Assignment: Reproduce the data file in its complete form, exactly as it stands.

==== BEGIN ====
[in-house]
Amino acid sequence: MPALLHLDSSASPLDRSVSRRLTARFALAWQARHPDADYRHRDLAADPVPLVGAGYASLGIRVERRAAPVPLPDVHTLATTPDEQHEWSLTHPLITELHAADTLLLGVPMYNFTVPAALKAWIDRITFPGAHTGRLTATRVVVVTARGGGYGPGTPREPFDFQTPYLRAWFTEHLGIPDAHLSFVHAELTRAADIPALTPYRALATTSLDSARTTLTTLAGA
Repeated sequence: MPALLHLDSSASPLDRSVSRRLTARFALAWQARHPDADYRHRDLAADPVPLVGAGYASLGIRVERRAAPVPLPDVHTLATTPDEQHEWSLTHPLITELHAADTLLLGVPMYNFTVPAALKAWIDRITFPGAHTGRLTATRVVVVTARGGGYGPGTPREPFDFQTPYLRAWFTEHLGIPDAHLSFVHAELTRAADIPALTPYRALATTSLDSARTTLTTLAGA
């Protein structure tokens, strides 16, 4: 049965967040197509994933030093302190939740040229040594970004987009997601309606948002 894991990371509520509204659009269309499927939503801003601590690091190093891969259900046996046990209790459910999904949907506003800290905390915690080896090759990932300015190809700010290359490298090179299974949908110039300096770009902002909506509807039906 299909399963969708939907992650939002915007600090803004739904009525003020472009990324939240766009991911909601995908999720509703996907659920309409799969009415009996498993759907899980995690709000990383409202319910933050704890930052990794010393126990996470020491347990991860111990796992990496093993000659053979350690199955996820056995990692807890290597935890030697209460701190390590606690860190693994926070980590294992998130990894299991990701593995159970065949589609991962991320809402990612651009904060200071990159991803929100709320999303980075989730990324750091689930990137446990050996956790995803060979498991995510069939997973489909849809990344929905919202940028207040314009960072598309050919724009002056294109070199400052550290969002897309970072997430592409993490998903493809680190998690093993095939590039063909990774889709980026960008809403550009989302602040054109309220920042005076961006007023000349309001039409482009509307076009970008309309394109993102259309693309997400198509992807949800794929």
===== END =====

[in-house]
Amino acid sequence: MPALLHLDSSASPLDRSVSRRLTARFALAWQARHPDADYRHRDLAADPVPLVGAGYASLGIRVERRAAPVPLPDVHTLATTPDEQHEWSLTHPLITELHAADTLLLGVPMYNFTVPAALKAWIDRITFPGAHTGRLTATRVVVVTARGGGYGPGTPREPFDFQTPYLRAWFTEHLGIPDAHLSFVHAELTRAADIPALTPYRALATTSLDSARTTLTTLAGA
Repeated sequence: MPALLHLDSSASPLDRSVSRRLTARFALAWQARHPDADYRHRDLAADPVPLVGAGYASLGIRVERRAAPVPLPDVHTLATTPDEQHEWSLTHPLITELHAADTLLLGVPMYNFTVPAALKAWIDRITFPGAHTGRLTATRVVVVTARGGGYGPGTPREPFDFQTPYLRAWFTEHLGIPDAHLSFVHAELTRAADIPALTPYRALATTSLDSARTTLTTLAGA
């Protein structure tokens, strides 16, 4: 049965967040197509994933030093302190939740040229040594970004987009997601309606948002 894991990371509520509204659009269309499927939503801003601590690091190093891969259900046996046990209790459910999904949907506003800290905390915690080896090759990932300015190809700010290359490298090179299974949908110039300096770009902002909506509807039906 299909399963969708939907992650939002915007600090803004739904009525003020472009990324939240766009991911909601995908999720509703996907659920309409799969009415009996498993759907899980995690709000990383409202319910933050704890930052990794010393126990996470020491347990991860111990796992990496093993000659053979350690199955996820056995990692807890290597935890030697209460701190390590606690860190693994926070980590294992998130990894299991990701593995159970065949589609991962991320809402990612651009904060200071990159991803929100709320999303980075989730990324750091689930990137446990050996956790995803060979498991995510069939997973489909849809990344929905919202940028207040314009960072598309050919724009002056294109070199400052550290969002897309970072997430592409993490998903493809680190998690093993095939590039063909990774889709980026960008809403550009989302602040054109309220920042005076961006007023000349309001039409482009509307076009970008309309394109993102259309693309997400198509992807949800794929």